How an Art Class Gave This Worried Mom Hope

She feared her son would never overcome his drug addiction—until she received divine assurance.

Posted in , Jul 29, 2021

Heather Henry and her son Tim;  photo by Jim Graham

My heart broke a little with each step my 18-year-old son took toward the white Volkswagen idling in the dark at the end of our neat suburban drive­way. I’d never felt so powerless.

He climbed into the car, his shoul­ders slumped. He looked so sad. I took my husband David’s hand and squeezed hard. Together we watched the taillights fade into the darkness.

“What if we never see him again?” I said, my voice hoarse with emotion.

“It was his decision,” David said slowly. “He knew the rules.”

We’d given Tim every chance to get clean from drugs and alcohol. All we got in return were two years of lies and half-hearted attempts. Finally we told Tim that if he continued doing drugs he would have to move out. He defi­antly refused to quit. This time, we insisted he take an at-home drug test. It came back positive. Tim went to his room and called his girlfriend. Then he packed a bag and left.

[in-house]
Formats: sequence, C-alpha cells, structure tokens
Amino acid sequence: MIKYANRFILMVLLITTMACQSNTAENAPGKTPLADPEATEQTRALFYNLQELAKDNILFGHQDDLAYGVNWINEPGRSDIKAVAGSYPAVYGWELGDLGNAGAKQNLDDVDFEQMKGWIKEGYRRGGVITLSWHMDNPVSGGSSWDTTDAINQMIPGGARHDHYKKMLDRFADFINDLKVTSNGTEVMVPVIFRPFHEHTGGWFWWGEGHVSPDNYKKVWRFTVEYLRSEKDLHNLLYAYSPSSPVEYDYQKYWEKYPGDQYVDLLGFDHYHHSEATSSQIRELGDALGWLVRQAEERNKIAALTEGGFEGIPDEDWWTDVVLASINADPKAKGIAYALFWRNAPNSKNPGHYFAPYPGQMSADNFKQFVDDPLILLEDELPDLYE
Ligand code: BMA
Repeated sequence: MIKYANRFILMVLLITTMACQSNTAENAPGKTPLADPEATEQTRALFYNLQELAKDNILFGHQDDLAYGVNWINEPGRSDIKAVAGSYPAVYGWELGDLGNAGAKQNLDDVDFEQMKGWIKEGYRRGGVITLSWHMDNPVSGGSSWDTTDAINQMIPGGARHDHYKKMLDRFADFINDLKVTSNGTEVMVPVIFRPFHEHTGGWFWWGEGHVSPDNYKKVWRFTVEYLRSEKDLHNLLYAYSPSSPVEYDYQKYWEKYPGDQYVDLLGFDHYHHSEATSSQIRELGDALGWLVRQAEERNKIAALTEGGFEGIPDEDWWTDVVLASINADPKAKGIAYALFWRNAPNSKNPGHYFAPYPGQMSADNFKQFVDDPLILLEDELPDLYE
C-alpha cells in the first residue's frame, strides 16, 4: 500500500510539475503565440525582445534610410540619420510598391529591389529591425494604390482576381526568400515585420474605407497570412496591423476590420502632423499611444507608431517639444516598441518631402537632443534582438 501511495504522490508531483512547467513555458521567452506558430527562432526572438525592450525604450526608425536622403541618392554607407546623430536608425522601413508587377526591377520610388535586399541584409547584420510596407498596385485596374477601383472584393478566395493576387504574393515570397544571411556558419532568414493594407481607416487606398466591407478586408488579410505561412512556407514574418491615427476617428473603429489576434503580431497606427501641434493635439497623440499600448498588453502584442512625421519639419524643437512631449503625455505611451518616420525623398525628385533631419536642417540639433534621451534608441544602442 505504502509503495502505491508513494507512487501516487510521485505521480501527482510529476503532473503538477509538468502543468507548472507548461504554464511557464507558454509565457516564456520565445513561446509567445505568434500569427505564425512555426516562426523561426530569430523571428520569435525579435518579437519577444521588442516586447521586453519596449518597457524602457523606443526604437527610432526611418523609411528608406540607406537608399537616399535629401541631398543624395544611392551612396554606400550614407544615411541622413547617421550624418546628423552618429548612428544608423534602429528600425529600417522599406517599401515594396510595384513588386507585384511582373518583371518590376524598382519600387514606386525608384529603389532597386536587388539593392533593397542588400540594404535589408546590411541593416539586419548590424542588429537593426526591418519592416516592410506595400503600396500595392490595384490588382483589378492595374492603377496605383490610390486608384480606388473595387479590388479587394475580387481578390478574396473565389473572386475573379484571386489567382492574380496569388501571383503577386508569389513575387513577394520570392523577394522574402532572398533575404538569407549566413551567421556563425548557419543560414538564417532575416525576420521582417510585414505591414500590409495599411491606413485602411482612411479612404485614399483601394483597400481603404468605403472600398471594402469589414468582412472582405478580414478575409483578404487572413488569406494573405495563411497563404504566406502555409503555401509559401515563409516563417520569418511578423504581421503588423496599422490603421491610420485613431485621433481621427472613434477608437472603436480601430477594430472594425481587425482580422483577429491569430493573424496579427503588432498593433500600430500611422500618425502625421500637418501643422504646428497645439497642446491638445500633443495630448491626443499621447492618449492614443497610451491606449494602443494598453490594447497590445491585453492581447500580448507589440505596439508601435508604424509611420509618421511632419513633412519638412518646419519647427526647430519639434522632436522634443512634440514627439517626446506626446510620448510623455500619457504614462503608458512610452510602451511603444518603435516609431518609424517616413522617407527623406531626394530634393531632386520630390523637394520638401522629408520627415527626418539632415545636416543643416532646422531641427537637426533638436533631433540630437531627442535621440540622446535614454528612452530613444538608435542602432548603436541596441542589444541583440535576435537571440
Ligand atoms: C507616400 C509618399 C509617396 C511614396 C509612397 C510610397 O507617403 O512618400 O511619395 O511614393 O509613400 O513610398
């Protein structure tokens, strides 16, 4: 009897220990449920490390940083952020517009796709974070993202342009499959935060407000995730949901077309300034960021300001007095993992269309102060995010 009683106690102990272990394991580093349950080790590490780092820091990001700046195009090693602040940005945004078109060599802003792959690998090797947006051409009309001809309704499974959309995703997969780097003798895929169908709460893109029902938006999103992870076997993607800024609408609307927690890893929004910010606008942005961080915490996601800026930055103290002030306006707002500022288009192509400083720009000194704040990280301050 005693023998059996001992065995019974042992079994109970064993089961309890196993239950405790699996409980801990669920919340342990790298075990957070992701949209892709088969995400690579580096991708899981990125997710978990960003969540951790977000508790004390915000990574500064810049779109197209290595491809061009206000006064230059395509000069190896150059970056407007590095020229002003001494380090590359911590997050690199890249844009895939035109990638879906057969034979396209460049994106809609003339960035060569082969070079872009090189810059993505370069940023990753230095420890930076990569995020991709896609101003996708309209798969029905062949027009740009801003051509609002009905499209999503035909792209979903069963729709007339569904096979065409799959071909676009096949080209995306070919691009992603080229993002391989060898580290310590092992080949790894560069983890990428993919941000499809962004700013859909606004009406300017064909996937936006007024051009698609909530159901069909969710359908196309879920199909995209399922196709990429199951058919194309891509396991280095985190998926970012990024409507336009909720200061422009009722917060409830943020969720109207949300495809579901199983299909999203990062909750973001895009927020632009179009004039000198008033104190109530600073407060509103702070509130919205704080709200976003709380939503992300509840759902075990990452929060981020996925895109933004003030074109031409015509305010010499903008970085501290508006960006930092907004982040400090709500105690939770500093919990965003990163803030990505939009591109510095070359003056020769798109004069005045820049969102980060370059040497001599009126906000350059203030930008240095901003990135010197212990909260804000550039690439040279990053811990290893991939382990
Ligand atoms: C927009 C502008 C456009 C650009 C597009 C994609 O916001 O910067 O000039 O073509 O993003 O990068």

David was right: Tim was an adult. Our son had made a choice—drugs over his family. I cried for days after­ward, but other emotions surfaced through the tears. Anger. Resentment. Over and over, I justified our ultima­tum to Tim, as if to trying to convince my heart. He knew the rules. How could he do this to our family? To himself? He was becoming someone I didn’t recognize and couldn’t stand it.

Other times, I felt guilty. How could I not have caught this? I worried Tim would die and I’d never see him again.

Tim was the second of four children, spiritually mature at a young age. He got baptized in our church as a teen­ager, never missed youth group, stud­ied his Bible. Then he turned 16. And everything changed.

I tried to chalk it up to typical teen­ager angst, yet a nagging sense told me this was something more. He seemed depressed, and I grew increasingly concerned. One day, I opened his phone and read through his messages. I didn’t feel as if I had a choice. To my horror, I scrolled through text after text about smoking pot. Worst of all, they were all from older kids in youth group.